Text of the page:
Flooding in at least 8 states along the Mississippi River because of ongoing rainfall is the longest it’s been since the Great Flood of 1927, according to the National Weather Service. In some areas flooding has surpassed the 1927 flood levels.
The 1927 Flood was “perhaps the most underrated weather disaster of the century,” according to Weatherwise magazine. It “was the seminal event that led to the federal flood-control program and gave the Army Corps of Engineers the job of controlling the nation’s rivers via the erection of dams, dikes and other measures of flood abatement,” Christopher Burt wrote in Extreme Weather.
The flood covered millions of acres and towns, killing hundreds.
At one point it rose 56.5 feet above flood stage in Tennessee, and caused the the river to expand to 80 miles wide in Arkansas, Burt wrote.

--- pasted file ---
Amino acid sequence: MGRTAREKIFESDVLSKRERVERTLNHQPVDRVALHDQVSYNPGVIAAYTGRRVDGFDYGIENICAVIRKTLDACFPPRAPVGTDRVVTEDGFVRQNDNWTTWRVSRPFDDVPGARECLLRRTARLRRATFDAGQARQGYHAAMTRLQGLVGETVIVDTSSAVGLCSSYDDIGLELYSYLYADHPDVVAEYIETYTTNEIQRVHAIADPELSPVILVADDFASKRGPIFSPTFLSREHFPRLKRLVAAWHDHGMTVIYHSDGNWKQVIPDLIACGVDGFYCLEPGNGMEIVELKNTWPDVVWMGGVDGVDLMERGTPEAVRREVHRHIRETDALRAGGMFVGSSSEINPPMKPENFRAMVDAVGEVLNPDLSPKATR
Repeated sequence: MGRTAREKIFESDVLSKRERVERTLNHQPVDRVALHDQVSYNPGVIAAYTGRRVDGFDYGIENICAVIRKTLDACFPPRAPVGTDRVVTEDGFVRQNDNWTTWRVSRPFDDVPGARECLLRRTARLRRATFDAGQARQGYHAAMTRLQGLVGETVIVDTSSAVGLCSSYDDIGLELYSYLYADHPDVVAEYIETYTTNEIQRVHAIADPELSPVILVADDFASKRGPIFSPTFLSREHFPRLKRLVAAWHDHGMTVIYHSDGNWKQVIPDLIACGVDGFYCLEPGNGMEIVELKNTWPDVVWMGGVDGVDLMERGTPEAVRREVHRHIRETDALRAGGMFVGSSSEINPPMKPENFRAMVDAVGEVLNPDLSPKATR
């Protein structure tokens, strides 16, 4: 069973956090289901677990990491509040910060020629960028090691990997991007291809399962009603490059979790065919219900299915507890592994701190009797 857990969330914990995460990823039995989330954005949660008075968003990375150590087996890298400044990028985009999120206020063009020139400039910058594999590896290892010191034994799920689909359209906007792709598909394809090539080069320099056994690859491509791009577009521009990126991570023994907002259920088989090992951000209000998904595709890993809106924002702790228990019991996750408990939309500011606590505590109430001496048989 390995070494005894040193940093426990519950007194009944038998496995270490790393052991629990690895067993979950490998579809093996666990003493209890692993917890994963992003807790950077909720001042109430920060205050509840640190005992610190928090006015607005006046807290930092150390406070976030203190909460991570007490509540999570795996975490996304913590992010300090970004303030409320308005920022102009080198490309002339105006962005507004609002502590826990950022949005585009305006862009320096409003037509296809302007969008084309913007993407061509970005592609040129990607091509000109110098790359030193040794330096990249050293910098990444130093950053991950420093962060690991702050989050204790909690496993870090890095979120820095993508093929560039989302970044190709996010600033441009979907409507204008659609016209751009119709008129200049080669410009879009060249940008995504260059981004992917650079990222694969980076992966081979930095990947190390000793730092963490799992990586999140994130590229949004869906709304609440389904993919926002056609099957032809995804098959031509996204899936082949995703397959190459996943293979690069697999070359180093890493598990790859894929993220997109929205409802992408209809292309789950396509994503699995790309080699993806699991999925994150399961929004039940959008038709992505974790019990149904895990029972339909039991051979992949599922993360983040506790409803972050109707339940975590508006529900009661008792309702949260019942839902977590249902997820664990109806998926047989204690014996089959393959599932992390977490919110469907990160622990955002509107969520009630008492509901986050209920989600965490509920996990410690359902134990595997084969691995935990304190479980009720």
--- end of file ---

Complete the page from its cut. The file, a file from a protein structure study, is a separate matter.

Nearly 100 years later, the Mississippi River is flooding at record-high levels again.
In Vicksburg, Mississippi, the river has remained flooded ever since February 17. The weather service said this is the longest continuous stretch above flood stage since 1927.
In Baton Rouge, the river has been above flood level since early January, according to the National Weather Service. If this stretch continues into June, flooding in Mississippi and Louisiana would break the 1927 record, the Weather Channel says.
The Quad Cities of Iowa and Illinois already surpassed the 1927 record.
Most of the lower Ohio and lower Mississippi River Valleys have received more than 2 feet of rain since January. Some areas received more than 40 inches, according to the Weather Channel.
So far, no deaths have been reported as a result of the Mississippi River flooding.